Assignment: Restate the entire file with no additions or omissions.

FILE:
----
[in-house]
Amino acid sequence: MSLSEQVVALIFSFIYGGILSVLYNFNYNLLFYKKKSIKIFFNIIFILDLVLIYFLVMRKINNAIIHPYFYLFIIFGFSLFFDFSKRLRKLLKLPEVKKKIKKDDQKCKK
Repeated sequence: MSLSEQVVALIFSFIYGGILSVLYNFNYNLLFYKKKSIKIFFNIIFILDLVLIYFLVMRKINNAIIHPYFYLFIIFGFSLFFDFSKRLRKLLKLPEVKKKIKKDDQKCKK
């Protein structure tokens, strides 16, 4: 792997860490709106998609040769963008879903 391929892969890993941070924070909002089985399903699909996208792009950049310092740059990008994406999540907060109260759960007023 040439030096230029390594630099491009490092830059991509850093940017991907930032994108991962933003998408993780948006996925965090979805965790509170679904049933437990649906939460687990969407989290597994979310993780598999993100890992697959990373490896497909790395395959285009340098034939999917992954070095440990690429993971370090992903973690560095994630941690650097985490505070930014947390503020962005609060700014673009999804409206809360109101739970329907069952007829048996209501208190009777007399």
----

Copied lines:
[in-house]
Amino acid sequence: MSLSEQVVALIFSFIYGGILSVLYNFNYNLLFYKKKSIKIFFNIIFILDLVLIYFLVMRKINNAIIHPYFYLFIIFGFSLFFDFSKRLRKLLKLPEVKKKIKKDDQKCKK
Repeated sequence: MSLSEQVVALIFSFIYGGILSVLYNFNYNLLFYKKKSIKIFFNIIFILDLVLIYFLVMRKINNAIIHPYFYLFIIFGFSLFFDFSKRLRKLLKLPEVKKKIKKDDQKCKK
């Protein structure tokens, strides 16, 4: 792997860490709106998609040769963008879903 391929892969890993941070924070909002089985399903699909996208792009950049310092740059990008994406999540907060109260759960007023 040439030096230029390594630099491009490092830059991509850093940017991907930032994108991962933003998408993780948006996925965090979805965790509170679904049933437990649906939460687990969407989290597994979310993780598999993100890992697959990373490896497909790395395959285009340098034939999917992954070095440990690429993971370090992903973690560095994630941690650097985490505070930014947390503020962005609060700014673009999804409206809360109101739970329907069952007829048996209501208190009777007399």